What can you expect from investment markets in 2018?
2017 was another solid year for investment returns with stock markets around the world generally moving higher.
Synchronous global growth was somewhat of a catchphrase for 2017 with global economic growth accelerating for the first time since 2014. Economic growth looks set to accelerate further in 2018.
This should provide a positive tailwind to company earnings and valuations. However, as global economic growth accelerates the risk of inflation rising also increases.
Unemployment has generally trended lower globally which is also a positive for the global economic picture. However, there are signs of wages growth pressure emerging around the globe.
Geopolitical risks are almost always present in financial markets and, despite 2018 looking like a year of healthy positive sharemarket returns and low volatility, investors should remain alert to these events. They possibly include:
• The Trump presidency continuing to polarise opinion
• The ongoing tensions in the Korean Peninsula as North Korea continues to demonstrate its nuclear development with missile tests
• Trade tensions between China and US – if the relationship becomes strained resulting in embargos and various other forms of protectionism, there is potential for China to sell their investments in US government bonds which would likely result in volatility in pricing of not only US bonds but many other assets around the globe.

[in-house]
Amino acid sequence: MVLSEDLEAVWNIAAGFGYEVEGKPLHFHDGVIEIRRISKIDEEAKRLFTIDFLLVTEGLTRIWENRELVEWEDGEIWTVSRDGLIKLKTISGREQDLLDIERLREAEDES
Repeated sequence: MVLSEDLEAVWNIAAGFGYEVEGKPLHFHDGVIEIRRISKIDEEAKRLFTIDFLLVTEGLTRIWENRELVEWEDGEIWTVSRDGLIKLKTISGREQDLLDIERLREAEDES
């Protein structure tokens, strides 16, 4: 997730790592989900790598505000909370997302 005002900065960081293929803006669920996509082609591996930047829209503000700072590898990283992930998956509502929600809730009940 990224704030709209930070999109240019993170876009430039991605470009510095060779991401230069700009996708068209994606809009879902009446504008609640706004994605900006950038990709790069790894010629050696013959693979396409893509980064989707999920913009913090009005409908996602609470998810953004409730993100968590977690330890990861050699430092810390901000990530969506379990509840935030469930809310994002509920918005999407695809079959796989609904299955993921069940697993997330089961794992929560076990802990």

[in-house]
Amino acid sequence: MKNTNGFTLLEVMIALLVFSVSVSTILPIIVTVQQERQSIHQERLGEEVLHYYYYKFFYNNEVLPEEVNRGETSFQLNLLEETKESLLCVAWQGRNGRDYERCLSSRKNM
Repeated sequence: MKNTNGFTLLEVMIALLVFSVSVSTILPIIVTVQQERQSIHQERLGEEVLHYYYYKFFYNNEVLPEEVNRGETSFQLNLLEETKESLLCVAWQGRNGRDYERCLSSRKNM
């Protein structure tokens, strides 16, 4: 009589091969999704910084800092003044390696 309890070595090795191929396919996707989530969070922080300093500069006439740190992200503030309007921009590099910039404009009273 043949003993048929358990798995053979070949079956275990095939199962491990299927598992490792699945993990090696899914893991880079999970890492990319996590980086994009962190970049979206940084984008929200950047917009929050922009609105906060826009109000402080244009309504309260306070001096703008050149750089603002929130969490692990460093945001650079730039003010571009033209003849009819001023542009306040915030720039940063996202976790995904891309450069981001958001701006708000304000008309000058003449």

Australian sharemarket to continue positive trend
Australia’s S&P/ASX 200 Accumulation Index gained 11.8% during 2017, and the Small Ordinaries Accumulation Index gained 20%.
Poorer performing sectors of the Australian sharemarket over the past year included Telecommunications (-26.0%), Retail (-16.6%) and Financials (-0.2%). On the other hand, better performing sectors included Healthcare (+23.6%), Information Technology (+23.2%) and Metals and Mining (+22.3%).
The outlook for Australian shares in 2018 appears reasonable with yields remaining attractive relative to a benign cash rate. However, valuations do not appear cheap at current levels with the market requiring new leadership to drive earnings and prices sustainably higher.
New company listings on the stock market will be something investors should monitor closely for investment opportunities.
In 2018, we believe that demand for Australia’s commodities will be underpinned by China’s resilient economic growth combined with accelerating economic growth in many other economies. And, given the focus by major mining companies on capital discipline and a lack of large green-fields developments in most commodities, there is potential for sustained price increases over the next few years.